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Speaking of ingredients, one of the most important hydrators is—you guessed it—water. "In order for a moisturizer to be effective, water should be the first ingredient listed on the package," says NYC dermatologist, Dr. Cameron Rokhsar. "Also oils (olive, jojoba, coconut), aloe and shea butter are all great moisturizing elements as well." Other product pluses to look for are those labeled non-comedogenic and fragrance-free, as those will be safe for even the most sensitive skin.
Organic Is In
Ulrike Jacob, CEO of Lavera North America, recommends choosing organic options. "Since 60 percent of what you put on your skin is absorbed into the bloodstream, it's important the products you apply are all natural."
What's the difference you wonder? "Plant-based, natural and certified organic skin care products absorb quickly into the skin, and these ingredients mirror the human fatty amino acids (proteins), feeding the skin and ultimately making it healthier," explains Ken Simpson, Founder, CEO, President of Skin 2 Skin Care.
Now that the cooler weather's chill is in the air, the use of heaters can cause dry skin to become a bit more sensitive and more dry, says Zillmann. "This requires you to go up a notch on your moisturizer. Adding an exfoliating serum or scrub to the regimen can boost the penetration of moisturizing ingredients by removing the waterproof barrier (dry skin)."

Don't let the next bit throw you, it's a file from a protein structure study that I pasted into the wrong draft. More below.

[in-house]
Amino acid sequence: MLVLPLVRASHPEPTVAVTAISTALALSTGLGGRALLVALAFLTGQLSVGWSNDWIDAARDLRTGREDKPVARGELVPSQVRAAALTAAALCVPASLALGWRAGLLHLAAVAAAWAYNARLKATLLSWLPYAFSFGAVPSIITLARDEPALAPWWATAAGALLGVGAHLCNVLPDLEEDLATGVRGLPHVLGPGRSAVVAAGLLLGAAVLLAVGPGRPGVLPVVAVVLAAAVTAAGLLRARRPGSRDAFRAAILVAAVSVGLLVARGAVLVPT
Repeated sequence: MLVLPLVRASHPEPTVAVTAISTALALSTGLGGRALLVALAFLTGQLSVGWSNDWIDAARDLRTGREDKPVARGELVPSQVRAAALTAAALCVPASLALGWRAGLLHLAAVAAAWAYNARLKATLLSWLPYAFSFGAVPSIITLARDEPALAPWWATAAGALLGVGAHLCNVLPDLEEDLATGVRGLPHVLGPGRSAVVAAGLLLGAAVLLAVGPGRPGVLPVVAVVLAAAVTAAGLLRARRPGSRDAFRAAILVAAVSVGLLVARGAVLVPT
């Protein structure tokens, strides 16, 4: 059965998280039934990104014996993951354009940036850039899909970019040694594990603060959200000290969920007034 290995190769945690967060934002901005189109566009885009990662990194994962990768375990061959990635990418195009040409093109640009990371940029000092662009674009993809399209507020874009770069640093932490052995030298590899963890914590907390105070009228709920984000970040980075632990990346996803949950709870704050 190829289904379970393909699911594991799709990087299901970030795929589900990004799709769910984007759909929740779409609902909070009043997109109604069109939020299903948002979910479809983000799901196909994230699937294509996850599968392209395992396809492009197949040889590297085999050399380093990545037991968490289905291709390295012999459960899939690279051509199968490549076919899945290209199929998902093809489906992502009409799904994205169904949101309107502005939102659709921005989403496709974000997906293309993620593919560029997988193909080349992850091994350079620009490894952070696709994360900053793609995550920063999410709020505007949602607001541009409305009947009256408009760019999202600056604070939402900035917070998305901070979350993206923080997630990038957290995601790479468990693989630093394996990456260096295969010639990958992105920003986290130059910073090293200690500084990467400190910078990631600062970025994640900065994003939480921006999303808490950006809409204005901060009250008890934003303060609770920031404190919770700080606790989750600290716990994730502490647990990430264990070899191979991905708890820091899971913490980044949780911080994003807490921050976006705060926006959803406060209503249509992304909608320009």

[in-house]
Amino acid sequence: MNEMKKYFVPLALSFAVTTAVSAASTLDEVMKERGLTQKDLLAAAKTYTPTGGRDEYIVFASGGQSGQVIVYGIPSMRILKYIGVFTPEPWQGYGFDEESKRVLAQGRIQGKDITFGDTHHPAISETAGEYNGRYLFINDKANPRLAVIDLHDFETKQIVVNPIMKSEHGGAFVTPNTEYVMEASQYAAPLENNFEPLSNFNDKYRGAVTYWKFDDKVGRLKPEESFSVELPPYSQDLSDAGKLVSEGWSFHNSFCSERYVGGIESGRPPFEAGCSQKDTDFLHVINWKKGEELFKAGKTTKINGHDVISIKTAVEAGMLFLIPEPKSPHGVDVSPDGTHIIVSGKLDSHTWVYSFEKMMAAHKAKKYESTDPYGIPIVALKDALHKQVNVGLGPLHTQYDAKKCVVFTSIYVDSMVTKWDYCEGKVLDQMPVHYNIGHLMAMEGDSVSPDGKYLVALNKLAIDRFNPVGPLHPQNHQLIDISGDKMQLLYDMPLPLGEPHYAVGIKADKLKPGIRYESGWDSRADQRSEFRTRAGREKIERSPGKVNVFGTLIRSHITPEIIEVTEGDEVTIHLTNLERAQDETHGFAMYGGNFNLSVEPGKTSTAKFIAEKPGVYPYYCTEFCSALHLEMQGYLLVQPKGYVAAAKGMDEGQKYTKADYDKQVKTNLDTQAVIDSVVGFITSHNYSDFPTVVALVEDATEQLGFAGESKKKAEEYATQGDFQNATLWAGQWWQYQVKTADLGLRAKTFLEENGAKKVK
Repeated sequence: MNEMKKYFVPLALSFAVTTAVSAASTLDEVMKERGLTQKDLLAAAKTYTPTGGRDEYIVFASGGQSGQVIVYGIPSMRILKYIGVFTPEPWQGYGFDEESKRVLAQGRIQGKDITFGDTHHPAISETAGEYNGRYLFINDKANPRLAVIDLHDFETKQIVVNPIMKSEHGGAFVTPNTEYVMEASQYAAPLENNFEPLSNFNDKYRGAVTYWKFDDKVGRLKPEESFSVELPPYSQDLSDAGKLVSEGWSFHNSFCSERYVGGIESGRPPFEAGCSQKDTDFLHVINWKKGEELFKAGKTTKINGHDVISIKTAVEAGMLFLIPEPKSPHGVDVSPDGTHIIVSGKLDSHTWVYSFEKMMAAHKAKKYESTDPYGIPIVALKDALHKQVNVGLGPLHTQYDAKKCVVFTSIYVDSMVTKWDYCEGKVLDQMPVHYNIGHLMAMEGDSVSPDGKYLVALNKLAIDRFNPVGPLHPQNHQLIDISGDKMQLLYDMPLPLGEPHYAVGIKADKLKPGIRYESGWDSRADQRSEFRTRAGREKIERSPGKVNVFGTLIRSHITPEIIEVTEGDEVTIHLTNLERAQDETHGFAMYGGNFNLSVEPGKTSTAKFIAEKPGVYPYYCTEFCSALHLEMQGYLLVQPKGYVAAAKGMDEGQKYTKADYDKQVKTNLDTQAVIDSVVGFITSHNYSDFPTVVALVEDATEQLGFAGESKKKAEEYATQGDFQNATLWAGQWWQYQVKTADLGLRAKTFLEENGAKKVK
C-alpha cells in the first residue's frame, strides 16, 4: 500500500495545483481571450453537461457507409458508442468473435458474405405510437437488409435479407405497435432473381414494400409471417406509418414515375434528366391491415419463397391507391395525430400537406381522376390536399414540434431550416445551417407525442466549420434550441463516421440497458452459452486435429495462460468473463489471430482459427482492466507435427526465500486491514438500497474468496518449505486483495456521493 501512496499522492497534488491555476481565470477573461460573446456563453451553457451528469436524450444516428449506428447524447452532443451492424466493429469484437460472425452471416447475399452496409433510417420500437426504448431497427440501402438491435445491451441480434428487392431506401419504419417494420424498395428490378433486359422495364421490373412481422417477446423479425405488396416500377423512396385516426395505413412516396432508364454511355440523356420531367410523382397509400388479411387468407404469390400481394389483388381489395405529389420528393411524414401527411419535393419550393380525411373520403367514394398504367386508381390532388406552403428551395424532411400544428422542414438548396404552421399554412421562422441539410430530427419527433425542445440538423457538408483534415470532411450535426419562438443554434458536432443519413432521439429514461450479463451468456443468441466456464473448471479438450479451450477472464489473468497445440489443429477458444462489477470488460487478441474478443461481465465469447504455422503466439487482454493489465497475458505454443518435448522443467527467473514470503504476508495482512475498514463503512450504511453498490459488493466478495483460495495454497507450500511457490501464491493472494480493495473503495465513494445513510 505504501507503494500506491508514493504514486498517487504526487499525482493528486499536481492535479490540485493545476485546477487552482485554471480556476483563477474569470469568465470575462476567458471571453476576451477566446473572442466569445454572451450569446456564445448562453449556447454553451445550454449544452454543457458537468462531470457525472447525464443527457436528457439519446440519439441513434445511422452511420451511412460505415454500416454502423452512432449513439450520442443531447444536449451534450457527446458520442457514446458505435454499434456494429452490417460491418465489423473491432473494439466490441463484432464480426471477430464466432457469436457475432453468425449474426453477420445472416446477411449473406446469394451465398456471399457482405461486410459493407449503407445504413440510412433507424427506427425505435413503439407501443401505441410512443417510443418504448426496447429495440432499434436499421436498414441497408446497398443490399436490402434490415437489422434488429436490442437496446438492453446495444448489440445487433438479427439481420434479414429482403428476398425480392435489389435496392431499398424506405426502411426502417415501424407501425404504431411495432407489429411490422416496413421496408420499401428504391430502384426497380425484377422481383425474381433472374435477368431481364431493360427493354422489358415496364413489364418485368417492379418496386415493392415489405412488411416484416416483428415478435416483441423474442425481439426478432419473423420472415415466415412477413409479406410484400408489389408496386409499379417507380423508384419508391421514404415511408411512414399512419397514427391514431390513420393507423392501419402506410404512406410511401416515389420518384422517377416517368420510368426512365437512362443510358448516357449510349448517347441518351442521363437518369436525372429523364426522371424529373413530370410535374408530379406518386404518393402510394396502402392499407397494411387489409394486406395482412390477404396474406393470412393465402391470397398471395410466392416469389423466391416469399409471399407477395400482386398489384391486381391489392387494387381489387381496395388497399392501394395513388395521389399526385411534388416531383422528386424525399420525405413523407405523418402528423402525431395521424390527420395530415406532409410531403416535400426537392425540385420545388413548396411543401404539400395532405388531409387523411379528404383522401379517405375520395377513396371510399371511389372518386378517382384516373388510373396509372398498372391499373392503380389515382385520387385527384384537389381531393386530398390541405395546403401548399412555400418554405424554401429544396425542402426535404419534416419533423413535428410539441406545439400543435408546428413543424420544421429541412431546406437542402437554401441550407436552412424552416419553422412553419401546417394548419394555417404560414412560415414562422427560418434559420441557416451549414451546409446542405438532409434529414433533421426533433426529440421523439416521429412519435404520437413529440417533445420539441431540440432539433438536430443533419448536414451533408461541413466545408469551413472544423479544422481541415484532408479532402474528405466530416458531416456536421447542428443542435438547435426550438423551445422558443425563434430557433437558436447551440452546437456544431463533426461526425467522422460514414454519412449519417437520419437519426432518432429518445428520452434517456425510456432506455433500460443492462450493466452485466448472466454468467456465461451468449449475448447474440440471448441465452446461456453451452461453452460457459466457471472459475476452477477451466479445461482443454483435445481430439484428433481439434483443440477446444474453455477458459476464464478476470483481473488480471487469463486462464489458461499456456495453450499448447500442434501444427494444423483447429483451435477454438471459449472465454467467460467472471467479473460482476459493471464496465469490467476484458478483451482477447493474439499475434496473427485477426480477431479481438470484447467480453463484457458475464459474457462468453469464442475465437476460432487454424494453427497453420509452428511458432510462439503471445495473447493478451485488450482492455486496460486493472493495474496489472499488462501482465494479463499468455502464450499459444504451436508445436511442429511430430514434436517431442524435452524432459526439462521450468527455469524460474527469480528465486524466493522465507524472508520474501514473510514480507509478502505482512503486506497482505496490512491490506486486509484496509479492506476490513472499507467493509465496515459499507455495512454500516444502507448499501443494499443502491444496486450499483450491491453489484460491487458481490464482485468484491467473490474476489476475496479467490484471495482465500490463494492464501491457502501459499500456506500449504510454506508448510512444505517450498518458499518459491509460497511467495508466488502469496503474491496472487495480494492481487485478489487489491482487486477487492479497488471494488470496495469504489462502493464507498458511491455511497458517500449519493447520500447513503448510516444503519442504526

However, don't just let the weather report dictate your regimen, adds Zillmann. Listen to your skin's needs, which can fluctuate with your hormonal changes, and adjust your moisturizer accordingly.
Day and Night
If you really want to do the moisturizing routine right, it's important that you use a day moisturizer and a night moisturizer, says Simpson. "The day time moisturizer is usually lighter, while a night time moisturizer is more intense, allowing the skin to repair itself while you sleep," he says.
Cream vs. Lotion
In general, the heavier and denser a moisturizer is the more moisturizing elements it contains, says New York City dermatologist Dr. Cameron Rokhsar. "Therefore, if you have oily skin its better to use lighter weight lotion options. If your skin is very dry, creams and ointments are better for your skin."
The Age Factor
Moisturizers these days are primarily focused on anti aging, says Rhea Grous, beauty guru and owner of La Suite Skin Care in Greenwhich, CT. If you are older or concerned about your changing skin, the keyword is retinols. "They are anti aging, accelerate exfoliation, improve appearance of fine lines, and help reduce sun damage," she says. "These are generally in a night moisturizer that works when you are sleeping."